So, thanks to my personal experiences with the ENT sub-specialty I may have subconsciously been avoiding the topic.
Of course, that said, you know I always follow the science. And when research emerges that you should know about, I do my best to report it—personal issues aside.
But the truth of the matter is, despite the effect of the ear on human health and longevity—not to mention the problem of hearing loss in our rapidly growing older population—researchers have been slow to study the effects of nutrients on ear health.
Fortunately, that’s beginning to change.
Vital nutrients for ear health
The shifting tide in research began a few years ago, in 2014, when the American Journal of Clinical Nutrition published a new study on nutrients and hearing.1
The researchers found that higher intakes of vitamins A and C and magnesium were associated with better hearing in nearly 2,600 participants, ages 20 to 69. This data came from the National Health and Nutrition Examination Survey—the single best source of information on nutrition and health in the U.S.
The beneficial effects of magnesium as well as vitamins A and C were found at both normal speech and high-frequency ranges. And, interestingly, the impact of all three nutrients acting together was stronger than the individual effects of each of the nutrients.
There are other experimental studies showing magnesium’s impact on hearing. And animal trials have also found that vitamins A and C, along with vitamin E, have a positive effect on hearing.
A, C, and E are considered antioxidant vitamins, and are thought to reduce the number of harmful substances that can damage nerve tissue in the inner ear.
Researchers believe magnesium helps restore blood flow to the cochlea after damage from excessive noise. It’s well known that magnesium can help prevent headaches and migraines, likely because of its effects on blood flow in the brain. So it makes sense that it could have a similar impact on your ears.
There’s also experimental evidence that vitamin B can help prevent noise-induced hearing loss.2 Nicotinamide riboside (NR), a precursor to vitamin B3, appears to protect the nerves that transmit sound input to the brain. Research shows that NR may be particularly effective for people regularly exposed to loud noises.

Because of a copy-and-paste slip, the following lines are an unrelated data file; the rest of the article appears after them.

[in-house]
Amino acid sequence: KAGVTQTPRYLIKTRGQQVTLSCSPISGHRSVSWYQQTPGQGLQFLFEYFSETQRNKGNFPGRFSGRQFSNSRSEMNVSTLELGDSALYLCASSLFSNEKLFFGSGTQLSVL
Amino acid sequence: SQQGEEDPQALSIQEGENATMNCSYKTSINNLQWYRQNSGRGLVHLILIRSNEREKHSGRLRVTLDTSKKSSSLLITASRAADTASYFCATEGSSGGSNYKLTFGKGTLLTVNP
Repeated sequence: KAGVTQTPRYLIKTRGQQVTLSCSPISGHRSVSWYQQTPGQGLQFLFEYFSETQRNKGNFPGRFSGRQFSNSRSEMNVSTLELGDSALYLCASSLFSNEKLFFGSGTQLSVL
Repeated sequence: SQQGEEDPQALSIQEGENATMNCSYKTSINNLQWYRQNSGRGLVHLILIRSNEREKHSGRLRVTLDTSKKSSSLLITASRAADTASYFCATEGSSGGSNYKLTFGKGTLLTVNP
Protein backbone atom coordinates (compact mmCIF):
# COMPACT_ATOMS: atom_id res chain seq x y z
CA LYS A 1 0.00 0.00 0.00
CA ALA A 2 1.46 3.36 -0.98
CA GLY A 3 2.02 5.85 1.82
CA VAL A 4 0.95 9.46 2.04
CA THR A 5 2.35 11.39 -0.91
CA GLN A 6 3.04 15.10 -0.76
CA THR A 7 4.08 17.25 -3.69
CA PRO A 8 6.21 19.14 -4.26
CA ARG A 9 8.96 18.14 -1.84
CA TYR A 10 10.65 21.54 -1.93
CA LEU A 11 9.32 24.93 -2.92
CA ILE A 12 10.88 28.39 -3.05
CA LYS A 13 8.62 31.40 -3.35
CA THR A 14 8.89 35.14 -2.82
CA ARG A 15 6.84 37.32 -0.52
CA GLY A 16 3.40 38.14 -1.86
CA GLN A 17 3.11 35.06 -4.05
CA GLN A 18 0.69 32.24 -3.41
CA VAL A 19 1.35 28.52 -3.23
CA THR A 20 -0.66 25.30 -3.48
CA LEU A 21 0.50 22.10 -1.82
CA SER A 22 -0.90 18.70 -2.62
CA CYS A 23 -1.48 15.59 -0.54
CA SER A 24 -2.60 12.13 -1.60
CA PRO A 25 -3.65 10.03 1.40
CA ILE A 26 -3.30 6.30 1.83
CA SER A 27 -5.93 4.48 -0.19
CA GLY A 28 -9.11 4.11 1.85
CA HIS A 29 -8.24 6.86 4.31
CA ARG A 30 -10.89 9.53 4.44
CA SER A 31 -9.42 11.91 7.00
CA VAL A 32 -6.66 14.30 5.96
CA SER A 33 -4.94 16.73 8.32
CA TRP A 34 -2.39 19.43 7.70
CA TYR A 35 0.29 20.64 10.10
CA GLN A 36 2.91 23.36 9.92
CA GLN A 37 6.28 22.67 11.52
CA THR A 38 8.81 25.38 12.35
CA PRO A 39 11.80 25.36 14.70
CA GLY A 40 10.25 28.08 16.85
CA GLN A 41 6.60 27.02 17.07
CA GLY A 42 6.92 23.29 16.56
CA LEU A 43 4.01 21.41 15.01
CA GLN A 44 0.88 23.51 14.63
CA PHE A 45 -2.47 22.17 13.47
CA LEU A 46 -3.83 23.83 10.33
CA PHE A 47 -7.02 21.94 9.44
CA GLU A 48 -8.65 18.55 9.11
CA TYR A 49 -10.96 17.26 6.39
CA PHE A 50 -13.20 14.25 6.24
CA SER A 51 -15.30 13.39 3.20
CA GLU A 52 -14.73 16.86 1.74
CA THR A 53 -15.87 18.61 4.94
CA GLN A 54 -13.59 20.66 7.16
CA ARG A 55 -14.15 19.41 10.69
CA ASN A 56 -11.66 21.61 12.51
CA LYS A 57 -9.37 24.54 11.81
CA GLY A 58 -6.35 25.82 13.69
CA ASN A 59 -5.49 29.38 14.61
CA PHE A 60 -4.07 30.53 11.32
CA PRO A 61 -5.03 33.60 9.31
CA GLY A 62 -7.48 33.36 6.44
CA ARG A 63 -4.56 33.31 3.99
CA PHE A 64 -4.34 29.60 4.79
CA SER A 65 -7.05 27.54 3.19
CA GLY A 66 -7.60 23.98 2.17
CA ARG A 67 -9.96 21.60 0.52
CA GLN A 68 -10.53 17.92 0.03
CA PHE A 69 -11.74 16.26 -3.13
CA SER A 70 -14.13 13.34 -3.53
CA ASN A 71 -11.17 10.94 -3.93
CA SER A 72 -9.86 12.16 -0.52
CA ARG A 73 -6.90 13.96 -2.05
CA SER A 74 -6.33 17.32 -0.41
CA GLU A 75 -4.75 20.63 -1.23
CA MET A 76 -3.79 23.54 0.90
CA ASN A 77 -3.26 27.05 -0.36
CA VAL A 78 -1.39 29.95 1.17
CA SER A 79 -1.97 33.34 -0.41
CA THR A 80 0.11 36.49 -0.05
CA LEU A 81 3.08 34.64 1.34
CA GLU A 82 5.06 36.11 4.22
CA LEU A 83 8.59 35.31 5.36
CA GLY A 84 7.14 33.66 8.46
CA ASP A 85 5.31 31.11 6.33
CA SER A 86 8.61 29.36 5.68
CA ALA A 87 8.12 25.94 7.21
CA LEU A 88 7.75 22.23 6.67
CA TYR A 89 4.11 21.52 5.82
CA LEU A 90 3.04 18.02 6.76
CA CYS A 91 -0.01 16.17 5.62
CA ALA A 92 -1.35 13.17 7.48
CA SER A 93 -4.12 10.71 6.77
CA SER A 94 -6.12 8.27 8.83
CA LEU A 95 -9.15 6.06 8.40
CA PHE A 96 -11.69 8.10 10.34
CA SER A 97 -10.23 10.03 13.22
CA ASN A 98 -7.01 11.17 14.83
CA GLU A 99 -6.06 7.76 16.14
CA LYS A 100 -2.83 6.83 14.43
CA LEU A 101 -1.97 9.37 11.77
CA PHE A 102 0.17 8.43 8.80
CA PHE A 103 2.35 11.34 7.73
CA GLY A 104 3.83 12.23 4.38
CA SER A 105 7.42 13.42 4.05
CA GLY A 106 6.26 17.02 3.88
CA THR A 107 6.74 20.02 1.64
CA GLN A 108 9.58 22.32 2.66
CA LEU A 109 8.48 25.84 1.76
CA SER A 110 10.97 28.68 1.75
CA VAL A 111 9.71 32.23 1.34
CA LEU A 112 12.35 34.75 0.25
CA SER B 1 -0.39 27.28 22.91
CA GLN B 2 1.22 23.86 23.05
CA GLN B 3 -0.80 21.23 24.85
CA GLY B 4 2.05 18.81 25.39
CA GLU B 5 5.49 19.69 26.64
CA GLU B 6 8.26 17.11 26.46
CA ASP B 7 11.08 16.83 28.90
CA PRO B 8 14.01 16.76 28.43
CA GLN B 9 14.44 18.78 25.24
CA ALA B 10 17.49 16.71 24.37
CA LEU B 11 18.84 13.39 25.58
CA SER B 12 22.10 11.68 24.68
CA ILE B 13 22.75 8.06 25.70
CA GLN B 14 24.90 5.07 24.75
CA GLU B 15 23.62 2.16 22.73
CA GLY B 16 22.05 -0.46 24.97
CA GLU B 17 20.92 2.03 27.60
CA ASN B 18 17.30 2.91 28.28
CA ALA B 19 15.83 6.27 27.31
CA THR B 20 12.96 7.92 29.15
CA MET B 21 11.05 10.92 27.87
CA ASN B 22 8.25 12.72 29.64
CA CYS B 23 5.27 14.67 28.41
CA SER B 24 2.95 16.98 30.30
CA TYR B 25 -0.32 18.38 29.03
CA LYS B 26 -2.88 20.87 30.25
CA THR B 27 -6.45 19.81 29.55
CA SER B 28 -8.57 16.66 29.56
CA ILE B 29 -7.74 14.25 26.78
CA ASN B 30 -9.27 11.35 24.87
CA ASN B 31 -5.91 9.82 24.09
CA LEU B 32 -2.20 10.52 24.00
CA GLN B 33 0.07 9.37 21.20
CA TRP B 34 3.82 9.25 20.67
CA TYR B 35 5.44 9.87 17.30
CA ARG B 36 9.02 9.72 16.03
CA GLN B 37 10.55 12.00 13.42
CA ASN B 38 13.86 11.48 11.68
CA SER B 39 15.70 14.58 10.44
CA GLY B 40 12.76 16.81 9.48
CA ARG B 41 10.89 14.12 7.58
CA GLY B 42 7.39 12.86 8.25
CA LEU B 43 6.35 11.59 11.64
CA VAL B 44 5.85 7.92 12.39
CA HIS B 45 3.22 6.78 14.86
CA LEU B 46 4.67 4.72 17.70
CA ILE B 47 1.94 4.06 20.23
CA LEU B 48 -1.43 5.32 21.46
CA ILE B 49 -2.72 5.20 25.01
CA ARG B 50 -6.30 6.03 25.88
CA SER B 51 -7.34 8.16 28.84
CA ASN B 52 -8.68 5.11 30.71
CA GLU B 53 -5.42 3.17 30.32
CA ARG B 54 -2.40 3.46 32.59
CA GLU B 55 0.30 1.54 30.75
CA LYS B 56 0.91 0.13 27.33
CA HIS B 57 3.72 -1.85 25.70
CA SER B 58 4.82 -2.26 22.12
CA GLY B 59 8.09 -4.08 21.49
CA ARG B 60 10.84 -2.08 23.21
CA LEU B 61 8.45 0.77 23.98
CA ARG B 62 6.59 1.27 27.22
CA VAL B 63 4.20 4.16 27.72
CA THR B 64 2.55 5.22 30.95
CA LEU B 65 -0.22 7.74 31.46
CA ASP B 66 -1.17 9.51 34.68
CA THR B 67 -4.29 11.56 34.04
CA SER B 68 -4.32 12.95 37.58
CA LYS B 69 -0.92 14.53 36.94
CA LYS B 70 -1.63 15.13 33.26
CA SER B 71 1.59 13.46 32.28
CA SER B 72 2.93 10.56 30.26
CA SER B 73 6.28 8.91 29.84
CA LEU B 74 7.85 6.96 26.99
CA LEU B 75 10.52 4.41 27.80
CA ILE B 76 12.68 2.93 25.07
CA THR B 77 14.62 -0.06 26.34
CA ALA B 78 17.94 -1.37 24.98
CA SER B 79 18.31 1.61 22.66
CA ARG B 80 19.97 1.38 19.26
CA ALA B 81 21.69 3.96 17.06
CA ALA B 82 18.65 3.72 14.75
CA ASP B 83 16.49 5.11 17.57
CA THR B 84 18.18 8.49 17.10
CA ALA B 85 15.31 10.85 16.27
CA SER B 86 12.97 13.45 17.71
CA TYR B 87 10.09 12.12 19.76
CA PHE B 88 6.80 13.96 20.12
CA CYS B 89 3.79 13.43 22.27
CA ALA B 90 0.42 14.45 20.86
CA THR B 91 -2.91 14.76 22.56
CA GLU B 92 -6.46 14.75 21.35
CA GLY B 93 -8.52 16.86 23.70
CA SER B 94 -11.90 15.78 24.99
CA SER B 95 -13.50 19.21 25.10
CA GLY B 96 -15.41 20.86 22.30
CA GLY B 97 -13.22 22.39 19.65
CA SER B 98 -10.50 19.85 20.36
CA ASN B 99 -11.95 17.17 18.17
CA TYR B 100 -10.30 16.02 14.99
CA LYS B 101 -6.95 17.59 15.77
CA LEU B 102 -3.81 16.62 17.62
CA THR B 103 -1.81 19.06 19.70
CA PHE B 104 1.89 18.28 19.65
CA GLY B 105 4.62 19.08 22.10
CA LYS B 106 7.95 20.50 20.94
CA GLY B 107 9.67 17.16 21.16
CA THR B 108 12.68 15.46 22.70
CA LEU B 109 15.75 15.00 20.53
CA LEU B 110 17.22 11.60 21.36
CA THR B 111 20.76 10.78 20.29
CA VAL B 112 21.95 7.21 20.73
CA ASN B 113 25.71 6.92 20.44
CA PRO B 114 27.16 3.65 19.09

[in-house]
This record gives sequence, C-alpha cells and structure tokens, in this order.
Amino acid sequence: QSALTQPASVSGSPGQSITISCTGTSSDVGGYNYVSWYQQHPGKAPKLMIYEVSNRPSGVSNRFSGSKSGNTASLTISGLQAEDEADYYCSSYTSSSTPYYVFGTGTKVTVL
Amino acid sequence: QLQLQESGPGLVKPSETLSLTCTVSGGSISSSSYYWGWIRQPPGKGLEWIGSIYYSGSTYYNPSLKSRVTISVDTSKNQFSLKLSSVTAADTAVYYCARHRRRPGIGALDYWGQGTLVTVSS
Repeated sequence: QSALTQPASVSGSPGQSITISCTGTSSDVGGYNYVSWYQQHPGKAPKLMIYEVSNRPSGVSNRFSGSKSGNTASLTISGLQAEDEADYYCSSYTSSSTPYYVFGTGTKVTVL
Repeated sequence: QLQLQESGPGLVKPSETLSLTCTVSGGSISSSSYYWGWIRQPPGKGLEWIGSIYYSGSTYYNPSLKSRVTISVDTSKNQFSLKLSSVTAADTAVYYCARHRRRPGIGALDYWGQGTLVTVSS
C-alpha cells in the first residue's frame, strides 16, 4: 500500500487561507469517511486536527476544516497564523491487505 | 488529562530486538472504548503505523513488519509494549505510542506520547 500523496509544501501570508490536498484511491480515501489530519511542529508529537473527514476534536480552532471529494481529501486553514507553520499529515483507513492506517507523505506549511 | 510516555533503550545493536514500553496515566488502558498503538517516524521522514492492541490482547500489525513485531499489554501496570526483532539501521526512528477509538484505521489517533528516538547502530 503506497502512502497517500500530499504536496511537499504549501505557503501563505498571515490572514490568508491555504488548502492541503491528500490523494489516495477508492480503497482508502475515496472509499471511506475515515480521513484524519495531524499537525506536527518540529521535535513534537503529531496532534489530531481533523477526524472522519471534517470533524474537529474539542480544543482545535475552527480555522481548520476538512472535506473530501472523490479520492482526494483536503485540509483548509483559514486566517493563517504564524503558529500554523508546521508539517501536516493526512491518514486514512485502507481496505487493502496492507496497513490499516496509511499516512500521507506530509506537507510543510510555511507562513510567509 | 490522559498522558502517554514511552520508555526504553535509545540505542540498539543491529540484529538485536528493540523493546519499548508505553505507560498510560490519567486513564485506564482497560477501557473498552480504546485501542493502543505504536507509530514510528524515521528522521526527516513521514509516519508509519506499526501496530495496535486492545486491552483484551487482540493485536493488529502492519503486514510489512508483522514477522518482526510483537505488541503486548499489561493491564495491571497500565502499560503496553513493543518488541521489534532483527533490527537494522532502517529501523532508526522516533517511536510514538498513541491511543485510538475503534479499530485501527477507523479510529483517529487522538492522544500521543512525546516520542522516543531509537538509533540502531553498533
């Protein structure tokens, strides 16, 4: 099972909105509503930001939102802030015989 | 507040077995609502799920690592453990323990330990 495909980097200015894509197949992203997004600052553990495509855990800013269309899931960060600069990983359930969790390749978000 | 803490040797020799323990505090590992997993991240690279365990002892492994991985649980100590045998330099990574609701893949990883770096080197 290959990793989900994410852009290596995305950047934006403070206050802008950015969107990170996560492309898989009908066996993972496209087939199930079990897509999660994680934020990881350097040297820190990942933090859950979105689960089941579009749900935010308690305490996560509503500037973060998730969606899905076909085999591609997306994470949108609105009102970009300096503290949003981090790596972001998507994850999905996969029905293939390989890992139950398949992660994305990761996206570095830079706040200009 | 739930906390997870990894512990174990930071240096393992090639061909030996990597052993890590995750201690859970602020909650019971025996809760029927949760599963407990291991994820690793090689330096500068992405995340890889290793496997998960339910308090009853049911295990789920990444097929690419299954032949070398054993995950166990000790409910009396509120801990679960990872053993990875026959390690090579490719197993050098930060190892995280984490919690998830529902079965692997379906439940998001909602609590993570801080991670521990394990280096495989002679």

My “sound” dosages for healthy ears
Of course, it’s difficult to find NR on supplement shelves (it is, after all, a derivative of the “dreaded” nicotine).
You can, however, protect your hearing with a good vitamin B complex that contains at least 50 mg of B3 (niacin).
Along with this daily vitamin B dose, I recommend supplementing your diet with 500 mg of vitamin C twice per day, 50 IU of vitamin E daily, and 200 mg of magnesium.
There’s little data on the optimal safe human doses of vitamin A, so I recommend getting it from a diet rich in dairy, fish, and meat. All of these foods contain essential fats, which is key because vitamin A is fat-soluble.
You should also include lots of red-orange fruits and vegetables in your diet (for provitamin A carotenoids), and green-leafy vegetables for other carotenoids such as lutein—which has also been shown to be important for brain and eye health.
In fact, the ear is made up of neural tissue derived from the same embryological tissue as the eyes, brain, and nerves.
So many of the same natural substances that support your neural and optical tissue can also help to conserve and preserve your hearing.
And conversely, many of the nutrients I recommend for ear health (refer to the sidebar) have a great deal in common with another vital function for optimal health and longevity: your vision.
In fact, stay tuned for next month’s issue of Insider’s Cures where I’ll discuss the latest research on keeping your eyes healthy, preserving your vision, and preventing and reversing age-related macular degeneration.
My daily natural protocol for optimum ear health
Follow this supplementation plan to keep not only your ears, but your entire body healthy and sound.
- Vitamin A—from dairy, fish, meat, red-orange fruits and vegetables, and leafy greens
- Vitamin B complex—a high-quality daily supplement should contain: 50 mg each of thiamine, riboflavin (B2), niacin/niacinamide, B6, and pantothenic acid, plus 400 mcg of folic acid/folate, 12 mcg of B12, and 100 mcg of biotin
- Vitamin C—500 mg twice per day
- Vitamin E—50 IU per day
- Magnesium—200 mg per day
1“Antioxidant vitamins and magnesium and the risk of hearing loss in the US general population.” Am J Clin Nutr. 2014 Jan;99(1):148-55.
2“Activation of SIRT3 by the NAD+ Precursor Nicotinamide Riboside Protects from Noise-Induced Hearing Loss.” Cell Metabolism, Volume 20, Issue 6, p1059–1068, 2 December 2014.